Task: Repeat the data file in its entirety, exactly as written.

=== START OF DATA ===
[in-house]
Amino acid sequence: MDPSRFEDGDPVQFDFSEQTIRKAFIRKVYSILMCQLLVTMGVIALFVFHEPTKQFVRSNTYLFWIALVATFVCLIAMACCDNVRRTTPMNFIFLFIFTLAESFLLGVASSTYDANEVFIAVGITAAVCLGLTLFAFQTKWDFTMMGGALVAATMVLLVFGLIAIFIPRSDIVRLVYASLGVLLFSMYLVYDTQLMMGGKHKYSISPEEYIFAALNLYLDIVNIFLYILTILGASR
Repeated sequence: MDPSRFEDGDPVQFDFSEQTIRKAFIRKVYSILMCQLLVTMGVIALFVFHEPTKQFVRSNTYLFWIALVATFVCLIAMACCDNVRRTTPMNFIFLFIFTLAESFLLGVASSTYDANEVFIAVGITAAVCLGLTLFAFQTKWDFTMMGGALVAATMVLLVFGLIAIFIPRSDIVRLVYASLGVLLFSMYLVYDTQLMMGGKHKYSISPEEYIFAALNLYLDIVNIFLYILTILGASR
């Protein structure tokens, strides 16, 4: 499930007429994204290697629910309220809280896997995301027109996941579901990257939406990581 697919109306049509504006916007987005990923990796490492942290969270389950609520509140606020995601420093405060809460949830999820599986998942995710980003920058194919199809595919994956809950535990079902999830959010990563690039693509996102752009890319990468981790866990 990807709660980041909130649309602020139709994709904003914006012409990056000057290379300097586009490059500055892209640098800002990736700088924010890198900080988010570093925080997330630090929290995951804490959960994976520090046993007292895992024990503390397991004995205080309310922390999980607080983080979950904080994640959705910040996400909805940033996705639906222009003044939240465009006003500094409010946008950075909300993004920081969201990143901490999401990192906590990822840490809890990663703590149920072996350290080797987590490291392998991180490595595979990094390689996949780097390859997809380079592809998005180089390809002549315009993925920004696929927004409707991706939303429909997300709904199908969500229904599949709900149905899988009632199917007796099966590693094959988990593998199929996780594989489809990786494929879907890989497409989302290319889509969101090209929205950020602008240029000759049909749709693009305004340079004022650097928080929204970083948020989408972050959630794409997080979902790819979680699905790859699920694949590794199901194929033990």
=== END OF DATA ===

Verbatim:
[in-house]
Amino acid sequence: MDPSRFEDGDPVQFDFSEQTIRKAFIRKVYSILMCQLLVTMGVIALFVFHEPTKQFVRSNTYLFWIALVATFVCLIAMACCDNVRRTTPMNFIFLFIFTLAESFLLGVASSTYDANEVFIAVGITAAVCLGLTLFAFQTKWDFTMMGGALVAATMVLLVFGLIAIFIPRSDIVRLVYASLGVLLFSMYLVYDTQLMMGGKHKYSISPEEYIFAALNLYLDIVNIFLYILTILGASR
Repeated sequence: MDPSRFEDGDPVQFDFSEQTIRKAFIRKVYSILMCQLLVTMGVIALFVFHEPTKQFVRSNTYLFWIALVATFVCLIAMACCDNVRRTTPMNFIFLFIFTLAESFLLGVASSTYDANEVFIAVGITAAVCLGLTLFAFQTKWDFTMMGGALVAATMVLLVFGLIAIFIPRSDIVRLVYASLGVLLFSMYLVYDTQLMMGGKHKYSISPEEYIFAALNLYLDIVNIFLYILTILGASR
């Protein structure tokens, strides 16, 4: 499930007429994204290697629910309220809280896997995301027109996941579901990257939406990581 697919109306049509504006916007987005990923990796490492942290969270389950609520509140606020995601420093405060809460949830999820599986998942995710980003920058194919199809595919994956809950535990079902999830959010990563690039693509996102752009890319990468981790866990 990807709660980041909130649309602020139709994709904003914006012409990056000057290379300097586009490059500055892209640098800002990736700088924010890198900080988010570093925080997330630090929290995951804490959960994976520090046993007292895992024990503390397991004995205080309310922390999980607080983080979950904080994640959705910040996400909805940033996705639906222009003044939240465009006003500094409010946008950075909300993004920081969201990143901490999401990192906590990822840490809890990663703590149920072996350290080797987590490291392998991180490595595979990094390689996949780097390859997809380079592809998005180089390809002549315009993925920004696929927004409707991706939303429909997300709904199908969500229904599949709900149905899988009632199917007796099966590693094959988990593998199929996780594989489809990786494929879907890989497409989302290319889509969101090209929205950020602008240029000759049909749709693009305004340079004022650097928080929204970083948020989408972050959630794409997080979902790819979680699905790859699920694949590794199901194929033990």